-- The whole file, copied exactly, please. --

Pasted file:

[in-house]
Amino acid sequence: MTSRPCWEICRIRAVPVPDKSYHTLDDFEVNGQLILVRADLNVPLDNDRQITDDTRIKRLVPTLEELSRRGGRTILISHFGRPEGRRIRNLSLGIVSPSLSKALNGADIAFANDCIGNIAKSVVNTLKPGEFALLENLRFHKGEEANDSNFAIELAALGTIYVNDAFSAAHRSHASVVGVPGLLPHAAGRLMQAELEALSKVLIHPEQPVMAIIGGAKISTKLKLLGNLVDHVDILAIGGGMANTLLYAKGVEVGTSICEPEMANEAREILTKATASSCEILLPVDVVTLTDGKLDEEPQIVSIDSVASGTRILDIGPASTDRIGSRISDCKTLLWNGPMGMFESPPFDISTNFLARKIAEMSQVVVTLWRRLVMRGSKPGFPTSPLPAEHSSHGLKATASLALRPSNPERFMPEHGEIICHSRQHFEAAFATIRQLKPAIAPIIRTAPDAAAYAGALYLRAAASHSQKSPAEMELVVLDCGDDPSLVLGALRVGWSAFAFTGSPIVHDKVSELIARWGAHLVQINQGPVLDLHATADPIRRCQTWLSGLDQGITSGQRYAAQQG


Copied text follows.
[in-house]
Amino acid sequence: MTSRPCWEICRIRAVPVPDKSYHTLDDFEVNGQLILVRADLNVPLDNDRQITDDTRIKRLVPTLEELSRRGGRTILISHFGRPEGRRIRNLSLGIVSPSLSKALNGADIAFANDCIGNIAKSVVNTLKPGEFALLENLRFHKGEEANDSNFAIELAALGTIYVNDAFSAAHRSHASVVGVPGLLPHAAGRLMQAELEALSKVLIHPEQPVMAIIGGAKISTKLKLLGNLVDHVDILAIGGGMANTLLYAKGVEVGTSICEPEMANEAREILTKATASSCEILLPVDVVTLTDGKLDEEPQIVSIDSVASGTRILDIGPASTDRIGSRISDCKTLLWNGPMGMFESPPFDISTNFLARKIAEMSQVVVTLWRRLVMRGSKPGFPTSPLPAEHSSHGLKATASLALRPSNPERFMPEHGEIICHSRQHFEAAFATIRQLKPAIAPIIRTAPDAAAYAGALYLRAAASHSQKSPAEMELVVLDCGDDPSLVLGALRVGWSAFAFTGSPIVHDKVSELIARWGAHLVQINQGPVLDLHATADPIRRCQTWLSGLDQGITSGQRYAAQQG